Siblings with rare disease could hold key to stopping deadly viruses

Because of a congenital disorder, a brother and sister are severely disabled. Yet the rare disease that’s caused their sickness hands them a remarkable immunity to fight off viruses. File / Global News

TORONTO — They are a brother and sister, 13 and eight years old. Because of a congenital disorder, they’re severely disabled — they have developmental delays, problems with vision, hearing loss, fragile bones and seizures. Multiple organs, including their kidneys and liver, face complications.

Yet the rare disease that’s caused their sickness hands them a remarkable immunity to fight off viruses as deadly as HIV and influenza. Simply put, their sick bodies can’t produce the glycoproteins viruses need as protective shells.

U.S. researchers hope that the siblings hold the key to unlocking new ways to fight viruses.

“It was a paradoxical finding. They had no defence, but had no infections at all. It was challenging, and that’s why we studied them,” Dr. Sergio Rosenzweig told Global News. Rosenzweig said the patients didn’t have antibodies, which are critical players in our immune system.

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“But the big thing is these patients taught us a lot. This is the beauty of studying patients with rare conditions. It’s not just helping them, we’re learning from them too and whatever we learn can be extrapolated and used for the benefit of the general population,” he said.

The NIH National Institute of Allergy and Infectious Diseases, through its Primary immunodeficiency Clinic, studies patients with rare immunologic conditions that they’re born with.

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He came across the siblings, from the United States, about two years ago when they were just six and 11 years old.

Their primary care doctors couldn’t figure out what was making them sick — they were referred to the NIH’s Undiagnosed Disease Program where dozens of specialists in separate fields collaborate to uncover rare diseases.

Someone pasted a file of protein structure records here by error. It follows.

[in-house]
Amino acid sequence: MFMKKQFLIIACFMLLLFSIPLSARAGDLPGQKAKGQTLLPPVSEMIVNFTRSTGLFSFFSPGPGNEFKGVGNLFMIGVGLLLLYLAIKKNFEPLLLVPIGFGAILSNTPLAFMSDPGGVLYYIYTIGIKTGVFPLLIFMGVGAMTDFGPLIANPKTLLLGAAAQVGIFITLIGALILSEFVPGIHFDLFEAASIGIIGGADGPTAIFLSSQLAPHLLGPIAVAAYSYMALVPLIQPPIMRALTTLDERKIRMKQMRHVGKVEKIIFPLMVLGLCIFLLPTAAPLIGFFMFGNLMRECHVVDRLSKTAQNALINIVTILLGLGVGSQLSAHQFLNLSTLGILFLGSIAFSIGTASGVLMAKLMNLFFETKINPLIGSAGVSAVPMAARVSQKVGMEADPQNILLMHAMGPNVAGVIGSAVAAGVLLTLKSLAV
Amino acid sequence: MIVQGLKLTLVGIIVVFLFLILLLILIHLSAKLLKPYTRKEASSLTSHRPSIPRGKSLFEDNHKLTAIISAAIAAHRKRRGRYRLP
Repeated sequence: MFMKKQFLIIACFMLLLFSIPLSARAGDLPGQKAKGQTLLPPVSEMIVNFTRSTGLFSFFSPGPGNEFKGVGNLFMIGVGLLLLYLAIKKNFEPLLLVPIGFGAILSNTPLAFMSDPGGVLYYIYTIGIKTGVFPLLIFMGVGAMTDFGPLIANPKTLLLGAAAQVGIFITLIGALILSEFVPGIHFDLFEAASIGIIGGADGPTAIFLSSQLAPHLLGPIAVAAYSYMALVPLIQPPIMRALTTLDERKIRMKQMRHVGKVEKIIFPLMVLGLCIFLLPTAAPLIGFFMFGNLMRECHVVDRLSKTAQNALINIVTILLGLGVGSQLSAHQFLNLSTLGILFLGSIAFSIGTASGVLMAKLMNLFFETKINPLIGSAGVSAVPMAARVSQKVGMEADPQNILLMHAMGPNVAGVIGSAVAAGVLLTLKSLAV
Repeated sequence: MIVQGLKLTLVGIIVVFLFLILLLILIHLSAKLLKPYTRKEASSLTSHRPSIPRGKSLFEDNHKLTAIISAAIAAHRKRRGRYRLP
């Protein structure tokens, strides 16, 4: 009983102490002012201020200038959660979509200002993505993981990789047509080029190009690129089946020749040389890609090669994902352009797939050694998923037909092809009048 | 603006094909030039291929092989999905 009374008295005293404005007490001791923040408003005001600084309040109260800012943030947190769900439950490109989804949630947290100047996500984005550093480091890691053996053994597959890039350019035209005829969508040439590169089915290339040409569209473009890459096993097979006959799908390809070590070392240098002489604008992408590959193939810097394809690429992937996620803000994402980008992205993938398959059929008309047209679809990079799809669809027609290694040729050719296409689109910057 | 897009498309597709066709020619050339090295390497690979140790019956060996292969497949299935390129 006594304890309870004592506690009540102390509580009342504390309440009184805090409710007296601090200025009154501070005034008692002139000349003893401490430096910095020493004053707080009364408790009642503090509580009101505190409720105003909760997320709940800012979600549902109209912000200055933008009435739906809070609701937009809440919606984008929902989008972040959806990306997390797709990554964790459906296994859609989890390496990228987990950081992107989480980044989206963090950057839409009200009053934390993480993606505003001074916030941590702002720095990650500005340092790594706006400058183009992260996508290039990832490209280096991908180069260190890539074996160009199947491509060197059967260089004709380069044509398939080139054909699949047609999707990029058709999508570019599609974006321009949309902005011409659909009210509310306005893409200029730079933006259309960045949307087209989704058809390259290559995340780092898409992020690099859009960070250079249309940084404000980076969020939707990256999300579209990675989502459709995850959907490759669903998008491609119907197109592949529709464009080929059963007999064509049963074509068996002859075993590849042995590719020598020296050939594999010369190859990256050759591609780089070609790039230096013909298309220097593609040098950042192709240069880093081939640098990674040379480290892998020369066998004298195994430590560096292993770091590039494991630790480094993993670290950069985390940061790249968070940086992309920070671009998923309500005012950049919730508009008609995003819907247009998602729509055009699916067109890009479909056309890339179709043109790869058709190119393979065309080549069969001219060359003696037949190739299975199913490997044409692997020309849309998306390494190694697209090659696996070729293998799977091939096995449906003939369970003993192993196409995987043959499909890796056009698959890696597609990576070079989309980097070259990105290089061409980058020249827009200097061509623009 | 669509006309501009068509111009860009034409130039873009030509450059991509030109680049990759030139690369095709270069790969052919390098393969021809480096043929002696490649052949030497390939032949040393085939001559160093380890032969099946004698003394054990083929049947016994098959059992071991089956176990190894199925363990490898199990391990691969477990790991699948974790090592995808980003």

Ultimately, geneticists provided them with their diagnosis — a congenital disorder of glycosylation. Their disease is so rare that as far as Rosenzweig knows there is only one other person in North America with the disease.

Rosenzweig said that the siblings were immunized with the chicken pox and MMR — measles, mumps, rubella — both live virus vaccines on schedule as infants. But their bodies weren’t able to mount a normal immune response.

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(When children are injected with vaccine, millions of virus infect the cells, forcing the immune system to kick into action.)

The duo’s illness, however, stops them from producing normal glycoproteins  that are necessary for their own cells to function adequately. And keep in mind: viruses rely on us, their host machinery, to protect and produce more virus. In these siblings, they needed glycoproteins that their bodies couldn’t make.

Using the blood samples of healthy volunteers, the NIH tested a molecule in test tubes to see if they could replicate the siblings’ inability to complete the glycosylation process and make them handle viruses in the same way the patients do.

Turns out, they could.

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“They produced less amounts of virus and the virus they produced was significantly less virulent,” Rosenzweig said.

HIV, the seasonal influenza, adenovirus and poliovirus were some of the viruses Rosenzweig and his team tested.

With the last two viruses, the NIH team found no differences in the way the patients’ cells and the healthy individuals cells handled the infections, as neither of these viruses have glycoproteins.

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“It’s huge,” he said of his findings.

“It shows there are other pathways that can be explored and used in order to fight infections.”

His complete findings were published in the New England Journal of Medicine.

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